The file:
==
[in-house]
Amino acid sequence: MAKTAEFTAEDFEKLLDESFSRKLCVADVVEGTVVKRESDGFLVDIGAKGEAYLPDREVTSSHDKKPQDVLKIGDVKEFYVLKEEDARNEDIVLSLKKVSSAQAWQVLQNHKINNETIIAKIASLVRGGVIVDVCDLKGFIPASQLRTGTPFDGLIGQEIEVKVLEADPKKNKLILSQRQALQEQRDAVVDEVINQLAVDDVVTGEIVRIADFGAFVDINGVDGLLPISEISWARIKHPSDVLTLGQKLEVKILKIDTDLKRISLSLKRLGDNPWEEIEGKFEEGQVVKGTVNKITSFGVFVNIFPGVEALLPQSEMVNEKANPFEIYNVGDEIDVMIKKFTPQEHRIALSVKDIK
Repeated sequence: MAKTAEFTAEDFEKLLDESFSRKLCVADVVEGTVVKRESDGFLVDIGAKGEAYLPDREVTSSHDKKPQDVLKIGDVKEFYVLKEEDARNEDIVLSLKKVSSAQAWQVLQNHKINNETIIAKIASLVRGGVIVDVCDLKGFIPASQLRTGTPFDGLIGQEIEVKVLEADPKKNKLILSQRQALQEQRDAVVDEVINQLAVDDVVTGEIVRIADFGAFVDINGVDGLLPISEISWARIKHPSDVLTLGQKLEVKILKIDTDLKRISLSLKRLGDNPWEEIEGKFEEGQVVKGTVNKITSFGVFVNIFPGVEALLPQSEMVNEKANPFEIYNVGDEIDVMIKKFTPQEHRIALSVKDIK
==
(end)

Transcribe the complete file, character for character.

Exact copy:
[in-house]
Amino acid sequence: MAKTAEFTAEDFEKLLDESFSRKLCVADVVEGTVVKRESDGFLVDIGAKGEAYLPDREVTSSHDKKPQDVLKIGDVKEFYVLKEEDARNEDIVLSLKKVSSAQAWQVLQNHKINNETIIAKIASLVRGGVIVDVCDLKGFIPASQLRTGTPFDGLIGQEIEVKVLEADPKKNKLILSQRQALQEQRDAVVDEVINQLAVDDVVTGEIVRIADFGAFVDINGVDGLLPISEISWARIKHPSDVLTLGQKLEVKILKIDTDLKRISLSLKRLGDNPWEEIEGKFEEGQVVKGTVNKITSFGVFVNIFPGVEALLPQSEMVNEKANPFEIYNVGDEIDVMIKKFTPQEHRIALSVKDIK
Repeated sequence: MAKTAEFTAEDFEKLLDESFSRKLCVADVVEGTVVKRESDGFLVDIGAKGEAYLPDREVTSSHDKKPQDVLKIGDVKEFYVLKEEDARNEDIVLSLKKVSSAQAWQVLQNHKINNETIIAKIASLVRGGVIVDVCDLKGFIPASQLRTGTPFDGLIGQEIEVKVLEADPKKNKLILSQRQALQEQRDAVVDEVINQLAVDDVVTGEIVRIADFGAFVDINGVDGLLPISEISWARIKHPSDVLTLGQKLEVKILKIDTDLKRISLSLKRLGDNPWEEIEGKFEEGQVVKGTVNKITSFGVFVNIFPGVEALLPQSEMVNEKANPFEIYNVGDEIDVMIKKFTPQEHRIALSVKDIK